Mathematics Subject Special – UKEdChat

UKEdChat Maths

The UKEdChat Mathematics Subject Special was on Thursday 23rd October, the previous link now includes a record of the chat.

Note the questions raised during the chat:

  1. What are some of your key mathematical questions you use in lessons? Share your favourite maths starter activity.
  2. What are your favourite maths resource sites for inspiration? Who are inspired maths tweeters you follow?
  3. Which maths topic do your students struggle the most with? What support strategies do you use for them?
  4. Homework … Which are the most successful strategies you use for maths?
  5. Maths and computing go hand in hand. How are you tapping into this connection?
  6. Final call. Please showcase your favourite aspects of maths teaching / resources / tips.

I have mentioned many resources you may find useful in connection with many of the questions in my ‘Resolutions for Mathematics Teachers” reproduced here:



It started with a tweet!

Sine curve & transformations

I noticed a tweet from Darren Kuropatwa..
DK tweet1

Here is what Darren was referring to, a video made by Desmos on exploring the sine function:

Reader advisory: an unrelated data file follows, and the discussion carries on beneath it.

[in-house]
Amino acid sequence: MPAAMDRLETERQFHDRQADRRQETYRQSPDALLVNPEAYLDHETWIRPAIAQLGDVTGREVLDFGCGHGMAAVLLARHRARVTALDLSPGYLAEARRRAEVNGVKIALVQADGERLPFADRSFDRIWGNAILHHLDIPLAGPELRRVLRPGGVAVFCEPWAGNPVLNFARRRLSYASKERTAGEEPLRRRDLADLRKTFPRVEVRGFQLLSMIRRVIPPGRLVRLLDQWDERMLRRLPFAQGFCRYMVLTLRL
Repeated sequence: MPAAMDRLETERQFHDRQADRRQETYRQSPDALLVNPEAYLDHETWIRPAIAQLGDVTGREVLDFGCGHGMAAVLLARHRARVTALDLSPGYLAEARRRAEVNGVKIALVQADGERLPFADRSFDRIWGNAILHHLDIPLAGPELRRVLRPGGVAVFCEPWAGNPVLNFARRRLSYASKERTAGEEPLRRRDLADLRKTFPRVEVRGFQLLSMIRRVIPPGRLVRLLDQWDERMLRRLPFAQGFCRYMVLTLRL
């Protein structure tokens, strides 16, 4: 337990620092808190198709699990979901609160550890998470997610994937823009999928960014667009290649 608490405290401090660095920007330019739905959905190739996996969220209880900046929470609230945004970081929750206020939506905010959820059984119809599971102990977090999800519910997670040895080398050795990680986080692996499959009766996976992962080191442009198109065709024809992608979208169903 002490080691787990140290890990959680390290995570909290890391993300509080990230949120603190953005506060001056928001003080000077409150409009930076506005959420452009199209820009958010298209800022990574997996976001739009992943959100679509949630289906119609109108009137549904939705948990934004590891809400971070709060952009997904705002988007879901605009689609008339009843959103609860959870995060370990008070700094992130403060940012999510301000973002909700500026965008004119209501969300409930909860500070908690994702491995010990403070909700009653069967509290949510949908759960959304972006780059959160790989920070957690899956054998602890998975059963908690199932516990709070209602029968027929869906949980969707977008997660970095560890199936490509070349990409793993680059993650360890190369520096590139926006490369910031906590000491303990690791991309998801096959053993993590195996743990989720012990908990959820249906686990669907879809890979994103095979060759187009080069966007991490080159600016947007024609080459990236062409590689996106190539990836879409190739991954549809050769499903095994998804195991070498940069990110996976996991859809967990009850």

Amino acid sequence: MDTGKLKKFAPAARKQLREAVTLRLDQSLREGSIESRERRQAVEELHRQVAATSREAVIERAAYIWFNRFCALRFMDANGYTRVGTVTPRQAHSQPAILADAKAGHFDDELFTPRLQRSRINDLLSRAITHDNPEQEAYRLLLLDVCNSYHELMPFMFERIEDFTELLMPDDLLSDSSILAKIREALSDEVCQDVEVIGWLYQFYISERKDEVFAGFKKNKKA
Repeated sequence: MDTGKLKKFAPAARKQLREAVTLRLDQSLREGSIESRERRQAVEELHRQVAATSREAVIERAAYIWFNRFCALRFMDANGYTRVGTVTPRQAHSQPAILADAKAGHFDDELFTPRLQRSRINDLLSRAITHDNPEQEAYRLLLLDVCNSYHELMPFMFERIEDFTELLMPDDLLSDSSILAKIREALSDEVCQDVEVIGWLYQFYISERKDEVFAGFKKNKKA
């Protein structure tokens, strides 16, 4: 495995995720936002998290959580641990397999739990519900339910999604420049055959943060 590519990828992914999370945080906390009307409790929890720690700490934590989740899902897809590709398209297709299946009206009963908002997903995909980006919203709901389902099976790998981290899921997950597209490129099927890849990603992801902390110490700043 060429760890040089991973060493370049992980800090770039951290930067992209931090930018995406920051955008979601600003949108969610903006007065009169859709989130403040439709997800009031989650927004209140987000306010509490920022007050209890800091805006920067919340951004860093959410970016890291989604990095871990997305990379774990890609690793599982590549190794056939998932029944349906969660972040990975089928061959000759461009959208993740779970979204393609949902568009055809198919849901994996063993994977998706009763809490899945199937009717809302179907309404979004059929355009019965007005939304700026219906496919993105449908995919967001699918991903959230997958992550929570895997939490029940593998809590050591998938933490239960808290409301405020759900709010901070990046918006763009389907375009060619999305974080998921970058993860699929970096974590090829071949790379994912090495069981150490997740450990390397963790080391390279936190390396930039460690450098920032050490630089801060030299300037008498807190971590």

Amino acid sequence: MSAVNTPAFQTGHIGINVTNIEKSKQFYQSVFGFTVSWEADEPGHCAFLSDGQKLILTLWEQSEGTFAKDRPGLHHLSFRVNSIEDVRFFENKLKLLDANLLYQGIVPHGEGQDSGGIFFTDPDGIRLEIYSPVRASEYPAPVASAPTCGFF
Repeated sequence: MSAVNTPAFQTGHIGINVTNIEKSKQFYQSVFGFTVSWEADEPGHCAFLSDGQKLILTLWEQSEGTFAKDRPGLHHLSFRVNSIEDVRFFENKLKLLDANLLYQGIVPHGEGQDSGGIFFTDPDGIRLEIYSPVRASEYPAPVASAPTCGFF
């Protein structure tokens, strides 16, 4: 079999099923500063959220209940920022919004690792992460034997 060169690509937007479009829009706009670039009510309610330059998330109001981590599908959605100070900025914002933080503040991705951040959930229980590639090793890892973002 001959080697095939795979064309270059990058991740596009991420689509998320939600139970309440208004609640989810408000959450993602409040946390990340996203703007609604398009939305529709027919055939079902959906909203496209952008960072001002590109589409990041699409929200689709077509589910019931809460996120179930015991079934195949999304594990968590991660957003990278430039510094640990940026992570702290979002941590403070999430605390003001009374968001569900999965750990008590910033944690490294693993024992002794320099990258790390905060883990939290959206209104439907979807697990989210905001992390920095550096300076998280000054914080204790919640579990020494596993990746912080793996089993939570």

Sine function with sliders

Sine function created on Desmos by Darren Kuropatwa

Darren has recreated that graph here.

Now I rather like that and thinking it would be useful for my revision session this week with a GCSE (UK age15-16) class, decided I would simplify it so it was more suitable for my students. I changed  the units to degrees and restricted the transformations more so it was more in line with our specification (these students are studying for a second GCSE in Mathematics – AQA Further Mathematics level 2).

Along came Desmos having seen the Twitter conversation..
Desmos tweet

and look at the awesome graph Desmos created which shows a sine curve and a transformed curve clearly illustrating how each point is changed.

We could for example translate the curve 2 units parallel to the y axis:
sine curve and translation

Using the slider for angle we see very clearly that each y coordinate is increased by 2.


Thank you Desmos (and Darren!)

Happy Easter

Happy Easter 2017! (Click the link and WolframAlpha will tell you more than you wanted to know about Easter Sunday!)

Since it’s a holiday we should be relaxing! Why not try the excellent Set Game – a daily puzzle?

For many more puzzles and games see the Puzzles and Games series of pages:

Wishing you all a very Happy Easter.